harboured what I called “a cowboy dream”—to own a ranch and live in the mountains of Western Canada.
I am now living that dream with my husband, Marc Lavigne. At our eighty-acre Falling Star Ranch near McBride in the Robson Valley of British Columbia, I train and breed horses—mostly part-bred Arabians—and teach riders.
What put me up on Mount Renshaw was simple. I cannot stand to see animals suffering, and it seems I am not alone.
McBride is a small town in the wide, flat valley near Mount Renshaw in northeastern B.C. Just a century ago, most men in the valley made their living as trappers and loggers, and their families lived in log cabins. Sawmills sprouted up to meet the demands of the new railroad that came through in 1912. Timber was needed not only for the Grand Trunk Pacific’s rail ties but also for sidewalks, fences, houses and stores in the villages that would dot the rail line. Tête Jaune Cache. Valemount. Dunster. Dome Creek. Crescent Spur. Croydon. Lamming Mills. And the biggest, McBride, named after a British Columbia premier of the early twentieth century and today home to seven hundred souls. All of these towns’ names are rooted in the rich pioneer history of the Robson Valley. Tête
Jaune, meaning Yellow Head, remembers the long blond hair of a local Métis guide who crossed the Rocky Mountains in 1819 in the service of the Hudson’s Bay Company. Mount Renshaw is named for a trapper who worked out of McBride in the early 1900s.
The valley sits on the edge of an interior cedar–hemlock rainforest, the world’s only inland temperate rainforest—one that thrives thanks to the west winds that bring ample rain in summer and snow in winter to fuel forest growth. Some of the trees around McBride are more than a thousand years old. The forest, with the help of sturdy horses, has long offered a living here—though never an easy one. Loggers felled the giant Douglas firs and cedars and hemlocks in winter, horses hauled the logs to the mills, millworkers cut them into lumber, and the trains took it all away. For a century, that’s what made the valley tick.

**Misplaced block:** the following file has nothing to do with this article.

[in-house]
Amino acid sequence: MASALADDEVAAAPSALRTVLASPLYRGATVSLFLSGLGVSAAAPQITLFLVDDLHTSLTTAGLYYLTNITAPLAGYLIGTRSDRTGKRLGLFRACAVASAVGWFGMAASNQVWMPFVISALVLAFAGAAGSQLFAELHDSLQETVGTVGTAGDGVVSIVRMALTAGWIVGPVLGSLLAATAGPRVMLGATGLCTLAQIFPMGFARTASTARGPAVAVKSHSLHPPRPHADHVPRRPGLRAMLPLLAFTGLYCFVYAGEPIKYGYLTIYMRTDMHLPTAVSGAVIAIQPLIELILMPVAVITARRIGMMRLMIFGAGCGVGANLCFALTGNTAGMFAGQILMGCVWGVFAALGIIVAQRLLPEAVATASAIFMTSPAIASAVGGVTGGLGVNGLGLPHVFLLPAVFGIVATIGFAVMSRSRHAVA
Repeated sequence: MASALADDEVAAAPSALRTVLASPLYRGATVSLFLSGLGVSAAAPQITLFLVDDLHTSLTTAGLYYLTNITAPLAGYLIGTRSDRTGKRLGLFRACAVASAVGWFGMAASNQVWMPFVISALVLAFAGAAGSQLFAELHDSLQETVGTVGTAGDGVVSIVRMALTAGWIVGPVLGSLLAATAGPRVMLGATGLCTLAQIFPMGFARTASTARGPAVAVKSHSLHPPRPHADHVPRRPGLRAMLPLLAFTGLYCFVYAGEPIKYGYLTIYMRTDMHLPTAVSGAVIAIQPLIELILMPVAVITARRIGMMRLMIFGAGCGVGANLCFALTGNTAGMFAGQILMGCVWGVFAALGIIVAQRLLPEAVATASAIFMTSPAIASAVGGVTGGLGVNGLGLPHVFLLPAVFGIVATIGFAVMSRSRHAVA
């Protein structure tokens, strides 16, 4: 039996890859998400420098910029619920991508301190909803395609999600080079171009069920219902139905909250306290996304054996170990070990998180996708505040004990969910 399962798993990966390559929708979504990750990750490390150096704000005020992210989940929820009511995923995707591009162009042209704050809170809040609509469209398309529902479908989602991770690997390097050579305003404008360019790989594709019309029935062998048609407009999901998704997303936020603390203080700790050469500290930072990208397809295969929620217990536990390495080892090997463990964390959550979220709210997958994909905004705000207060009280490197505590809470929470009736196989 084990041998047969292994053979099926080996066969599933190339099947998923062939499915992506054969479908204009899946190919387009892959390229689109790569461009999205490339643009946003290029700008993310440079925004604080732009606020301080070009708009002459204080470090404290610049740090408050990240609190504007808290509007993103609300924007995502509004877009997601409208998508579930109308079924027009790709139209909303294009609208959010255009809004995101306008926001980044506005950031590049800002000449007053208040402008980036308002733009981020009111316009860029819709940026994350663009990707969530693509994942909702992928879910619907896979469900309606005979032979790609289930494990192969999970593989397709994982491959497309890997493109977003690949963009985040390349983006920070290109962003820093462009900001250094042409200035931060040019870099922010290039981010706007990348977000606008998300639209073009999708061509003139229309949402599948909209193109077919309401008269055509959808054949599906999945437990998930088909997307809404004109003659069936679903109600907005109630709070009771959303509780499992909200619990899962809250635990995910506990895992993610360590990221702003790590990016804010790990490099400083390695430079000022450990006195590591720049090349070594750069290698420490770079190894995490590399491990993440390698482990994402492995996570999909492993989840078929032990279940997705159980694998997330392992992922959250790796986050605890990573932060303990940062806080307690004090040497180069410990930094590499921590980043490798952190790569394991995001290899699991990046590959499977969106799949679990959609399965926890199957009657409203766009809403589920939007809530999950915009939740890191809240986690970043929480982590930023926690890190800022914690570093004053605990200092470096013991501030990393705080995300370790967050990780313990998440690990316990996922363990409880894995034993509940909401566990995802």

But the mills’ day had come and, just recently, all but gone. Decisions made in capitals and corporate boardrooms far to the east, limp demand for building material in the wake of a real estate crash to the south, bank failures there and pinched pockets everywhere have all rocked the valley. Jobs in the forests around McBride have become scarce. Tourism, for better or for worse, has taken over. Hikers and horseback riders, hunters and fishers, kayakers and whitewater rafters, mountain bikers and birdwatchers find a haven here in summer. In winter, heli-skiers, cross-country skiers and
recreational snowmobilers find the area irresistible. The air is pure, the waters pristine, the sense of space and freedom keenly felt.
“We live in beauty,” a friend of mine once told me, and there are takers in every season, winter most of all.
BOOK: The Rescue of Belle and Sundance
12.01Mb size Format: txt, pdf, ePub